Rick Stasi, chief operating officer for the alternative risk division of insurance provider Avizen in the United States, believes that the best safety programmes begin with a management team that is dedicated and committed to creating a culture of safety. Management must advocate employee involvement and commit to creating zero tolerance for injuries. [3] Figure 2, see opposite, outlines ten steps towards the creation of an organisational safety programme:



































Building a Safety Culture: Incentives versus Recognition

Safety incentive programmes seldom work as expected, write consultants Carl and Deb Potter of Potter and Associates International Inc. Managers and employers from all industry types confirm that incentive-based safety programmes lead to under-reporting, particularly when performance is related to lagging indicators such as reduced incidents or severity rates. Such under-reporting then leads to a loss of critical information; it may also result in dangerous behaviour or hazardous conditions not being addressed. Over a period of time safety incentive programmes can become:

  • a burden, because of the need for constant, tedious paperwork
  • ineffective, because they can create an ongoing expectation of entitlements, regardless of results
  • “just another routine,” leading to interest and attention falling away over time
  • punitive, particularly when group rewards are involved, and where an incident involving only one person may lead to a loss of rewards for the whole group.

Recognition schemes are seen to be superior to incentive schemes because recognition enables organisations to build on observed safe behaviours, and use these positive outcomes to build an improved safety culture. [4]

Safety Improvement Initiatives

Citing Babur Pulat of the University of Oklahoma, Booz Allen Hamilton technology consultant Ryan Burge explains that when making process changes, certain key factors should be considered simultaneously, and that this exercise should be undertaken within an ethical decision-making framework. The key factors for consideration are safety, quality, production, customers, and financial health. Dramatic cost savings may be obtained by reducing the quality of products or services, or reducing staffing inappropriately, or by cutting back on training and safety programmes; however, these strategies combined with poor ethics can lead to undesirable safety outcomes. [5] Figure 3, see below, illustrates the relationship between ethical decision-making, while considering these five key factors in parallel.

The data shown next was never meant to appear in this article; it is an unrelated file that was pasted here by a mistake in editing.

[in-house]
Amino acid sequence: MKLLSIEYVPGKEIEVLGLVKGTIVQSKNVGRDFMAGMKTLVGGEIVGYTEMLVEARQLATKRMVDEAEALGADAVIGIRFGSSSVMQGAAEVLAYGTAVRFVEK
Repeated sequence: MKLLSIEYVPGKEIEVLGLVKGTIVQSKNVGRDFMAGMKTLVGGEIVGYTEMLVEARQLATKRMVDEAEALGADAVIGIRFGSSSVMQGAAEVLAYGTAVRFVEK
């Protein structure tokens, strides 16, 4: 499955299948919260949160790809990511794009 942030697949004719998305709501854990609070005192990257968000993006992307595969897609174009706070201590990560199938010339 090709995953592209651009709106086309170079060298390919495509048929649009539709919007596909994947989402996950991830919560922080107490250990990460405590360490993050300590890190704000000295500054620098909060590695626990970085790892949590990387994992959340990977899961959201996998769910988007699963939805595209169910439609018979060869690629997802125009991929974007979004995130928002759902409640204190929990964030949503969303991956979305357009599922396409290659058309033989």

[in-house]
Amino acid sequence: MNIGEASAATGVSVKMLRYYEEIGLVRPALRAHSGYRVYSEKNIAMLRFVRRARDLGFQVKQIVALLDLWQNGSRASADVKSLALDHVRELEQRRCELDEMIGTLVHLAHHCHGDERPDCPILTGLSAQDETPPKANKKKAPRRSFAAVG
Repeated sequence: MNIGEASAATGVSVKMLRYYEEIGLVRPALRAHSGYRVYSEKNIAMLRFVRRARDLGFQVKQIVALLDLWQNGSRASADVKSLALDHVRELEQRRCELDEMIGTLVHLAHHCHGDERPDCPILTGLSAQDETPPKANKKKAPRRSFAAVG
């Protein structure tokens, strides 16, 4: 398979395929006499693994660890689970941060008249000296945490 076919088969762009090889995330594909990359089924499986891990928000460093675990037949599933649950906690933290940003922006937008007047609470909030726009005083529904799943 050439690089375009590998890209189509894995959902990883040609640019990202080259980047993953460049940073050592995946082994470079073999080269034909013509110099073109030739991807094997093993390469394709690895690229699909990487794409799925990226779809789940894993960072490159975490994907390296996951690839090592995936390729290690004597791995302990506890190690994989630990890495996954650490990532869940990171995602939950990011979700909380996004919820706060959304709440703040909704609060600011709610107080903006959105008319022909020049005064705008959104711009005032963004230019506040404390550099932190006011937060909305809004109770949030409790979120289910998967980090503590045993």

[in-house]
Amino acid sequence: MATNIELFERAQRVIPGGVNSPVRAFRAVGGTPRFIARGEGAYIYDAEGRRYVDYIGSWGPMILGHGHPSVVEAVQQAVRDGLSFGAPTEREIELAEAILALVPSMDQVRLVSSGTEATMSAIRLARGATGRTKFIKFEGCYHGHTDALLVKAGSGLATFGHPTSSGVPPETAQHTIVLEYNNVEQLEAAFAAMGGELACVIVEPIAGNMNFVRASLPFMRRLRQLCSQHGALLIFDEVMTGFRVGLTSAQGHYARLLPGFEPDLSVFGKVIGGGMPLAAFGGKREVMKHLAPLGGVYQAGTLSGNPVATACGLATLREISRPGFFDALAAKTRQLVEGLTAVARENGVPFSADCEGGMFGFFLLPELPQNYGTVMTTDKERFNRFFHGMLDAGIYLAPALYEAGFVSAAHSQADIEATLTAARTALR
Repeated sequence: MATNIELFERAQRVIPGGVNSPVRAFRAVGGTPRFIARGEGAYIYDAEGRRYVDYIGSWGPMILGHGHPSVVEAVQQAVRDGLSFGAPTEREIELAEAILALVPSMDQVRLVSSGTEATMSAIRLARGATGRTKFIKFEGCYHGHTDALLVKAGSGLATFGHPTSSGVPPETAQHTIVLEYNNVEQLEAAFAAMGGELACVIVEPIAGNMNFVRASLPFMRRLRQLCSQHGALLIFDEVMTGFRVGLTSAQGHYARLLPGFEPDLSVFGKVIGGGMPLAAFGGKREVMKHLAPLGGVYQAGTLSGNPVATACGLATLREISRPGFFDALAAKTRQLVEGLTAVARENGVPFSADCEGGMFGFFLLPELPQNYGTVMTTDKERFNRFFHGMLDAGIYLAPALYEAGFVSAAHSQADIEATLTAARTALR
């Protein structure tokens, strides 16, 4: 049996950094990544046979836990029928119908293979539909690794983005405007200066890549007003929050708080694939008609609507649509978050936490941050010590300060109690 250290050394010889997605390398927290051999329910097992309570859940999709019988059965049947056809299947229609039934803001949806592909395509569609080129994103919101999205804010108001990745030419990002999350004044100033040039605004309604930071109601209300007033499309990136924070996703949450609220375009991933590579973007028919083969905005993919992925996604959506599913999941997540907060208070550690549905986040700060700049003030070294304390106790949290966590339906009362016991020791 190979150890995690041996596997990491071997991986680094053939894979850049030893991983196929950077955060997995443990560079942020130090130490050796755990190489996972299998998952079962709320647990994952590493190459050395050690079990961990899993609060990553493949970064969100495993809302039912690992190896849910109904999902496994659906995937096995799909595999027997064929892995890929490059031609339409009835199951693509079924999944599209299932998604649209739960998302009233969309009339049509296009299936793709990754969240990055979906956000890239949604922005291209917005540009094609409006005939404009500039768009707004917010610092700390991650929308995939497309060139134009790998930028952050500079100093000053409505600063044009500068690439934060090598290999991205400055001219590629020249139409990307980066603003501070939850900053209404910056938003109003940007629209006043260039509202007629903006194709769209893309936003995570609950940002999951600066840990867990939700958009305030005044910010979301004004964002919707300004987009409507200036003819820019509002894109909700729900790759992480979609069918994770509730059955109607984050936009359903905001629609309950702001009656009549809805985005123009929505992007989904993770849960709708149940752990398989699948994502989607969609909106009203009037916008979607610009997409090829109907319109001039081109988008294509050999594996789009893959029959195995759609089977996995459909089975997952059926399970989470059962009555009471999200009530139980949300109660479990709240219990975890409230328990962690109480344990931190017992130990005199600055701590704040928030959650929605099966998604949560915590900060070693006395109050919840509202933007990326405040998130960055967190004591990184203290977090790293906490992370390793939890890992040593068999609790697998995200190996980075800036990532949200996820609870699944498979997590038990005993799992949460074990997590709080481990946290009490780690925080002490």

Figure 4, see below, outlines various characteristics required for successful safety improvement initiatives:[6]







































According to Mike Wynn, an ergonomics engineer and vice president of Humantech in the United States, successful ergonomics initiatives are:

  • effective—they significantly reduce ergonomics-related injuries
  • efficient—work is achieved with reasonable use of the resources available, and
  • sustainable—the gains achieved are lasting, not just one-time improvements. [7]

Wynn identifies the following three critical success factors associated with ergonomics initiatives:

  1. Integration with continuous improvement: significant beneficial results have been achieved by integrating ergonomics with lean manufacturing methods; this has been found to have a remarkable impact upon employee engagement.